Muddying the Digital Waters: Have Deepfakes Gone Off The Deep End?

Earlier this month, enemy hackers posted a deepfake of Ukrainian President Volodymyr Zelenskyy asking his citizens to lay down their weapons, once again questioning the harmful implications of advances in AI technology.

This incident brought to light the long-term harm that could be caused when tech-savvy hackers intervene in elections, indeed a topic that will be discussed heavily as we enter midterms.

Deepfakes – a combination of “deep learning” and “fake” – are forged and manipulated videos that can be made with relatively basic knowledge of technology.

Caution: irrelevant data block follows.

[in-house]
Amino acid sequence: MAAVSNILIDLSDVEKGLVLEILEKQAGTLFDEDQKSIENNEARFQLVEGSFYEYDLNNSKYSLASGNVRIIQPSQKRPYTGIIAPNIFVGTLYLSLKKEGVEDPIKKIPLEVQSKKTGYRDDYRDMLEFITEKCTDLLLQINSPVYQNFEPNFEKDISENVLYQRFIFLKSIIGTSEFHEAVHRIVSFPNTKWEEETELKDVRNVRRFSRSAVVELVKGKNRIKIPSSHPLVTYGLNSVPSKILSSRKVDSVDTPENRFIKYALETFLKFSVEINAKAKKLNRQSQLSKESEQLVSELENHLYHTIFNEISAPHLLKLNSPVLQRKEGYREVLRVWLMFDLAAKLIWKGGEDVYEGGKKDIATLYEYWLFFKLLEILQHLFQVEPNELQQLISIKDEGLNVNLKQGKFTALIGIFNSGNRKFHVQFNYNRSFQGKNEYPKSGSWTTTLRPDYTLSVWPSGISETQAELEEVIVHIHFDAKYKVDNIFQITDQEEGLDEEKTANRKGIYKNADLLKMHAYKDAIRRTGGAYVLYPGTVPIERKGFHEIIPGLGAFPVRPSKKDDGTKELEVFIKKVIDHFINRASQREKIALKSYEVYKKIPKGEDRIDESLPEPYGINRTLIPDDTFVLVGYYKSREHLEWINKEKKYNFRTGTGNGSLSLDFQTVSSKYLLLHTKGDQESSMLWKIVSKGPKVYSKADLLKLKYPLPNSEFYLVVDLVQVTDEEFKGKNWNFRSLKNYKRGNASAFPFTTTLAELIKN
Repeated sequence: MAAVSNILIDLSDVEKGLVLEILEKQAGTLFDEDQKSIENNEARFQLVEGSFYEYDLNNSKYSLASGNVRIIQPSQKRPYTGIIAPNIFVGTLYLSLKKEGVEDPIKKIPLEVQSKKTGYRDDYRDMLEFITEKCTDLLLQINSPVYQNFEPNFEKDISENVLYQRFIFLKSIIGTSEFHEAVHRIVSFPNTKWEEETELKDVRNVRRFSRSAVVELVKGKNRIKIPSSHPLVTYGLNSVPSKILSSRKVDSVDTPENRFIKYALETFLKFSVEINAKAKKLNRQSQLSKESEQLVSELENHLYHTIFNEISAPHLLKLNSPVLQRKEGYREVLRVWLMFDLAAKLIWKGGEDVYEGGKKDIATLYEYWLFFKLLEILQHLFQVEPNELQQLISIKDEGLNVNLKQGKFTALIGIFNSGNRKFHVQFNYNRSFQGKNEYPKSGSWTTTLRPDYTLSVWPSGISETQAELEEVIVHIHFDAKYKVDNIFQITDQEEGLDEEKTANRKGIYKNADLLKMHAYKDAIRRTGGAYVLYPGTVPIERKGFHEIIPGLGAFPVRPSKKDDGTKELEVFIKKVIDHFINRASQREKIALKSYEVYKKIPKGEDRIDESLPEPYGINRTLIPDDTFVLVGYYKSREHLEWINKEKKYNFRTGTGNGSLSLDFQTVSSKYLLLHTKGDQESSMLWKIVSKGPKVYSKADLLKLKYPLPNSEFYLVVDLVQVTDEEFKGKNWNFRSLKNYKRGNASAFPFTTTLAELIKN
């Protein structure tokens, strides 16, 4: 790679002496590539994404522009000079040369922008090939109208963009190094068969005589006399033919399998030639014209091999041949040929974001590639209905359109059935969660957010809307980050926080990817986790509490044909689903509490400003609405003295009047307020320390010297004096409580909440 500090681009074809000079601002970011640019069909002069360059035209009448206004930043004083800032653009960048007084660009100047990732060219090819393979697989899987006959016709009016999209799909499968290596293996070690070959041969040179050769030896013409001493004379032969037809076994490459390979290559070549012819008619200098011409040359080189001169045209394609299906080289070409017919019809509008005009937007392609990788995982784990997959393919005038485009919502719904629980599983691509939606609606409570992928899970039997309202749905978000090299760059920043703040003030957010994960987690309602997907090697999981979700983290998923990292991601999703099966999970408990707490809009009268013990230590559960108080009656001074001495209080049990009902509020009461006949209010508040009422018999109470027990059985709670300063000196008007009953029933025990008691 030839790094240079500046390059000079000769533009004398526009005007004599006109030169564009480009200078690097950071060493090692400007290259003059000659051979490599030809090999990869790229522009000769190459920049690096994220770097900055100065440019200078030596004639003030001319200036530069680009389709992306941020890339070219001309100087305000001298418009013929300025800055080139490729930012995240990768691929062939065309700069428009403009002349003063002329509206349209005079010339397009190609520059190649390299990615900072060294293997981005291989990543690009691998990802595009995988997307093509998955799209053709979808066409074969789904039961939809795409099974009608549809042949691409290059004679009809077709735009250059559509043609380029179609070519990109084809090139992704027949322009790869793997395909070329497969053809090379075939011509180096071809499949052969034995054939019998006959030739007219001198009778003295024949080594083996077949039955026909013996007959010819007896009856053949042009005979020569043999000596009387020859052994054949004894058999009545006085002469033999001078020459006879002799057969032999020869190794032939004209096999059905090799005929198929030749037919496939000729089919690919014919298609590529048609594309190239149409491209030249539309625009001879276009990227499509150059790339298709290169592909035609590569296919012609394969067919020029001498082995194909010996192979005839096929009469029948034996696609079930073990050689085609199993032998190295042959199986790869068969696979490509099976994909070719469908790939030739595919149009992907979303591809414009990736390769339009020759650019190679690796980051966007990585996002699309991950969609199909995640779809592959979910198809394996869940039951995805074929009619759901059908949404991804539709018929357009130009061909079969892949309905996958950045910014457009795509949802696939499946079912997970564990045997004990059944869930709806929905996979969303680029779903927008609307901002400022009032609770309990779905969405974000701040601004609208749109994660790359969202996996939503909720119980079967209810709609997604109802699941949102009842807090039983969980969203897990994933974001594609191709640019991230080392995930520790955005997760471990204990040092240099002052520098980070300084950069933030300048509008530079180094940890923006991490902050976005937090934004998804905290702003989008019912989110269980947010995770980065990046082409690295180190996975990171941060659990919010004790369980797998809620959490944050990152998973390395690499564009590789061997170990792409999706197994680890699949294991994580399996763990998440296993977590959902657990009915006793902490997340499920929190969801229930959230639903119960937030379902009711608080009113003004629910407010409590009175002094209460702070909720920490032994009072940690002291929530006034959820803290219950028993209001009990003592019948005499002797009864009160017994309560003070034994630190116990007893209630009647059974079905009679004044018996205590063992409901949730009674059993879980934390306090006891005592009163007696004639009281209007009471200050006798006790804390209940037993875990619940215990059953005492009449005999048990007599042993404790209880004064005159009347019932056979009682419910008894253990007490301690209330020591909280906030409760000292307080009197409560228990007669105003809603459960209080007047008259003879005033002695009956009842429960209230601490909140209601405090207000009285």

“The new threat is that we have democratized access to a very powerful technology that allows the average person… to create what used to require a Hollywood studio,” said digital forensics expert Hany Farid.

These synthetic videos are used for mischief more often than not: to produce non-consensual intimate imagery (“revenge porn”), to commit fraud, and to spread disinformation.

Are there positives to synthetic media?

Fans of the Star Wars saga were exposed to deepfakes in 2016’s Rogue One, with “cameos” by Peter Cushing and Carrie Fisher.

Cushing reprised his role as Grand Moff Tarkin from the original 1977 film, even though the actor passed away in 1994.

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